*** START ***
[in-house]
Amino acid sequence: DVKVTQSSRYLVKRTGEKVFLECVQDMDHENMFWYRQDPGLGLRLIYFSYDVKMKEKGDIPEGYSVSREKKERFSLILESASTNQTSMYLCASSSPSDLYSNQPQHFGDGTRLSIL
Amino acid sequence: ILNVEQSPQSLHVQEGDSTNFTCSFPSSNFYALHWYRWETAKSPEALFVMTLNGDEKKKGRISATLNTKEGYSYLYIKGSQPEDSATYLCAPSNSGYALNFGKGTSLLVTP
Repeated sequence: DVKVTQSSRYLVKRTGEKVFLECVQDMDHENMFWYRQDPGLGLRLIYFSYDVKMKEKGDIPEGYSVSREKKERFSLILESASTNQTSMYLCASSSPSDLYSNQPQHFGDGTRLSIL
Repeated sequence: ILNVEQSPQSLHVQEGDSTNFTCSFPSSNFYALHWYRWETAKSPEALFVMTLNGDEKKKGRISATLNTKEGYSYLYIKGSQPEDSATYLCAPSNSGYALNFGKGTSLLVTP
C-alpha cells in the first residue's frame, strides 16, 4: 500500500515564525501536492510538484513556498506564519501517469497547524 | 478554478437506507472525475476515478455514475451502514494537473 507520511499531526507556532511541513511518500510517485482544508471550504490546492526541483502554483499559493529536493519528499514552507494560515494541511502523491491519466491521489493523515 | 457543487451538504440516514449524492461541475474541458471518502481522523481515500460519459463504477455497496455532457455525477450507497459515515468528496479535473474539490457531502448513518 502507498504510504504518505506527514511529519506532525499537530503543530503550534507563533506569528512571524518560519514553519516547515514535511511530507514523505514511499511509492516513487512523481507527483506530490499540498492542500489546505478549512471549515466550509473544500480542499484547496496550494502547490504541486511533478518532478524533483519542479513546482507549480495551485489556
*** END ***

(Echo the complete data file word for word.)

[in-house]
Amino acid sequence: DVKVTQSSRYLVKRTGEKVFLECVQDMDHENMFWYRQDPGLGLRLIYFSYDVKMKEKGDIPEGYSVSREKKERFSLILESASTNQTSMYLCASSSPSDLYSNQPQHFGDGTRLSIL
Amino acid sequence: ILNVEQSPQSLHVQEGDSTNFTCSFPSSNFYALHWYRWETAKSPEALFVMTLNGDEKKKGRISATLNTKEGYSYLYIKGSQPEDSATYLCAPSNSGYALNFGKGTSLLVTP
Repeated sequence: DVKVTQSSRYLVKRTGEKVFLECVQDMDHENMFWYRQDPGLGLRLIYFSYDVKMKEKGDIPEGYSVSREKKERFSLILESASTNQTSMYLCASSSPSDLYSNQPQHFGDGTRLSIL
Repeated sequence: ILNVEQSPQSLHVQEGDSTNFTCSFPSSNFYALHWYRWETAKSPEALFVMTLNGDEKKKGRISATLNTKEGYSYLYIKGSQPEDSATYLCAPSNSGYALNFGKGTSLLVTP
C-alpha cells in the first residue's frame, strides 16, 4: 500500500515564525501536492510538484513556498506564519501517469497547524 | 478554478437506507472525475476515478455514475451502514494537473 507520511499531526507556532511541513511518500510517485482544508471550504490546492526541483502554483499559493529536493519528499514552507494560515494541511502523491491519466491521489493523515 | 457543487451538504440516514449524492461541475474541458471518502481522523481515500460519459463504477455497496455532457455525477450507497459515515468528496479535473474539490457531502448513518 502507498504510504504518505506527514511529519506532525499537530503543530503550534507563533506569528512571524518560519514553519516547515514535511511530507514523505514511499511509492516513487512523481507527483506530490499540498492542500489546505478549512471549515466550509473544500480542499484547496496550494502547490504541486511533478518532478524533483519542479513546482507549480495551485489556